Post# 385805 , Reply# 3   2/11/2018 at 06:43 (225 days old) by tolivac (Greenville,NC)        

Clements is still with us today-they make blowers for inflation,drying,plastics welders,and an externalfilter bag W/D vacuum.Uses the 10A dual speed blower for its suction.

Post# 385807 , Reply# 4   2/11/2018 at 08:30 (225 days old) by kenkart (Mocksville, NC)        
That Cadillac

Was made well into the 50s, they never changed it much, I have a Cadillac Quic Vac swivel top canister from 55.

Post# 385808 , Reply# 5   2/11/2018 at 08:34 (225 days old) by suckolux (Yuba City, CA)        

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Cool post, welcome to the site!

Post# 385812 , Reply# 6   2/11/2018 at 10:21 (225 days old) by electrolux137 (Land O Plenty USA)        


Howdy, and welcome! I've always liked the look of the Cadillac upright. Very angular and sleek.


btw There was also a line of Delco vacuum cleaners. Too bad Stan Kann and most of the other oldtimers are no longer with us; they could talk your ear off about these machines.

Post# 385835 , Reply# 7   2/11/2018 at 17:55 (225 days old) by portable (Tucson, AZ)        
MadMan -

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Welcome to Vacuumland.

I started researching Cadillac about 10 years ago, and I have a list of some of their models (based on years of advertisements placed). The 12x models tended to be the 2nd tier of cleaners, that is, the "B" line - loss leaders behind the top of the line.

Cadillac heavily advertised in the back pages of women's magazines and housekeeping/decorating magazines. You would write away to an address, and a salesman would follow up with a visit to you. Cadillacs tended to be in the low- to mid-price range of vacuums. Rarely did they reach the price of Hoovers, Electroluxes, Kirbys, etc.

My incomplete list turned up a model 124, a one-speed model with a headlight and turn-knob height adjustment; this was from a marketing brochure from a company called Marshall-Wells, dated 1939. So, possibly, your model is from earlier than the late 30's. Is yours a one-speed? Is there a switch to turn the headlight on and off? Those switched headlight models (and another switch for 2nd speed) tended to be on the "A" line models.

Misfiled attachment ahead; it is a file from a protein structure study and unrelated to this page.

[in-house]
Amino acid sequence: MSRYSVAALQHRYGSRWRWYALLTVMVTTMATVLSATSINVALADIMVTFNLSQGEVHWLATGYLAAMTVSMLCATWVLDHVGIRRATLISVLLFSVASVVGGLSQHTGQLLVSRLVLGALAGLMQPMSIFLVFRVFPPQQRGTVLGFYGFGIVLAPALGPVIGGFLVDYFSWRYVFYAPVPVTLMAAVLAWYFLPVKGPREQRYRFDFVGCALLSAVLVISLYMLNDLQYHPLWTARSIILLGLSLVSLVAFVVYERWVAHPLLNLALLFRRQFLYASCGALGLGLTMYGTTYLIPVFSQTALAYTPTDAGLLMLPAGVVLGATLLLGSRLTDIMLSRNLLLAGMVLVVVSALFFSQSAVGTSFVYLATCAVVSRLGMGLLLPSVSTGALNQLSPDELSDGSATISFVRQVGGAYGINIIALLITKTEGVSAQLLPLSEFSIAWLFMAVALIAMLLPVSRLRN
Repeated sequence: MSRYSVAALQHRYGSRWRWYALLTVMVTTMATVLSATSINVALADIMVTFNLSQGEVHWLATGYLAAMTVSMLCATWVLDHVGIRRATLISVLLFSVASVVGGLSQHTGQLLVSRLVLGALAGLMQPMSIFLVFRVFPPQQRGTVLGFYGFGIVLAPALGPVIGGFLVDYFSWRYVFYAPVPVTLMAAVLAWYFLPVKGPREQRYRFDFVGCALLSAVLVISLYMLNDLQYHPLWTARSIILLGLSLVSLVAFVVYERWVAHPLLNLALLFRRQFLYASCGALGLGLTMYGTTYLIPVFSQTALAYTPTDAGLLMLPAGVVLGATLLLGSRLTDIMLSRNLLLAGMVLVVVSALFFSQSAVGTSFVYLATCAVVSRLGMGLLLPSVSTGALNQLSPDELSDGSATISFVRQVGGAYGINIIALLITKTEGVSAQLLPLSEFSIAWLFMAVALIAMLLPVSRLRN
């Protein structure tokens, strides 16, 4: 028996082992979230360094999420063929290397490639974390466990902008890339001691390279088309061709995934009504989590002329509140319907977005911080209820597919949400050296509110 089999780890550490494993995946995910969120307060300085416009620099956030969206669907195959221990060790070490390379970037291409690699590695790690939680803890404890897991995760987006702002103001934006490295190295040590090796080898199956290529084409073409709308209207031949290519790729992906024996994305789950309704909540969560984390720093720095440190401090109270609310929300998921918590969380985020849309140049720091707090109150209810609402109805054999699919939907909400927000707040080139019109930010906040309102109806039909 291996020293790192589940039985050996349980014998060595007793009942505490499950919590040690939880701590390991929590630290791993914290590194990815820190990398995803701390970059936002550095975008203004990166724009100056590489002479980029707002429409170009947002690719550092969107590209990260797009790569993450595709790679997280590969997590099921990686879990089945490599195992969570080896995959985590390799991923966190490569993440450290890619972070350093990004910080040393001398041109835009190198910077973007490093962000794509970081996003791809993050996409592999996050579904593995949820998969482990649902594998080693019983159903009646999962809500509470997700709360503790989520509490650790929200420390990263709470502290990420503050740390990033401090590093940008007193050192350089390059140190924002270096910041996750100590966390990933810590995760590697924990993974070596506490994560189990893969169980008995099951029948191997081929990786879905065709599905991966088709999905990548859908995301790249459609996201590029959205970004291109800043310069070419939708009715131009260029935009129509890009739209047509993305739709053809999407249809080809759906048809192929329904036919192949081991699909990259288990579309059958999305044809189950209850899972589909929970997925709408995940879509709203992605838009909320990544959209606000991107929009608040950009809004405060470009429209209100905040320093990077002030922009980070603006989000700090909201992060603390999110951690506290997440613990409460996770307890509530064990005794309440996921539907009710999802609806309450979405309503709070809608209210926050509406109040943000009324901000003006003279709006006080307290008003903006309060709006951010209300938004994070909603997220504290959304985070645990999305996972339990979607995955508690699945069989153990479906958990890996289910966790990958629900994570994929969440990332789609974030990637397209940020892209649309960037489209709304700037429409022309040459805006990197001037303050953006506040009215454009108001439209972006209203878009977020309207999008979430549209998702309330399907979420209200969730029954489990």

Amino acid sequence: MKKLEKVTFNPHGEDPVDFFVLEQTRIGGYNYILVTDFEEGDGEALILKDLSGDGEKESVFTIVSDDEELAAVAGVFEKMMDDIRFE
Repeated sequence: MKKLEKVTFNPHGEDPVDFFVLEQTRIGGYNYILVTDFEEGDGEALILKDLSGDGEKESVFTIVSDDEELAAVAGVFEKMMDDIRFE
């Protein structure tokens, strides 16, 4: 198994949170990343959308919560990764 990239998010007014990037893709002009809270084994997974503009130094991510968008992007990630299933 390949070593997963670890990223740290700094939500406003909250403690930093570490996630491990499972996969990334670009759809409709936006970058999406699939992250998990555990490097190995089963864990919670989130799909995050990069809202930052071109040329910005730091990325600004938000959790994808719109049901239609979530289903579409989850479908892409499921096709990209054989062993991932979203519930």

Post# 385849 , Reply# 8   2/11/2018 at 21:02 (225 days old) by MadMan (Chicago, IL, USA)        

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Thanks for the warm welcome guys!

I had recently found out Clements was still in business. I wasn't 100% sure they were the makers of that Cadillac blower, but I tell you, it hasn't changed much from the patent drawings 90 years ago. Ain't broke, don't fix it, I guess.

Portable - if you have any ads, I'd love to see them. I've only spotted either much earlier or much later designs in ads.

Mine does have the height adjustment, but I'd wager almost all of their horizontal motor models did, they have a patent just for that, and even stamped the patent date on the side of the adjuster. Otherwise, mine is a 1-speed, and does not have a switch for the light.

The way I divined the year 1938, is that 2 parts have numbers staring with '38' on them, and that it uses almost all Phillips head screws, which were introduced in 1937.

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Post# 385947 , Reply# 9   2/13/2018 at 11:51 (223 days old) by oldskoolguy (Chicago, Illinois)        

Welcome to the site! And hello to another fellow brony! You have found the Cadillac of vacuums, literally! I would call a Kirby the Cadillac of vacuums, but they're more known as the Rolls Royce of vacuums, which I have to agree with as well. My advice is that, because it is similar to such, this machine should be serviced like a Kirby. I'm not sure what belt it would take, but considering how it has the basic design of the Kirby (fan facing outwards), I would suggest that if it needs a belt, try a belt meant for earlier Kirby models (e.g. Dual Sanitronic 80, Sanitronic 7, 515, 560, 508, 505, 1c, 2r, etc.). As for the front of the machine, if you don't have a cap for the belt, maybe try a Royal adjust-o-rite. I'm not familiar with this machine nor have I really worked on vacuums like this one, so I couldn't say for sure what would and wouldn't work.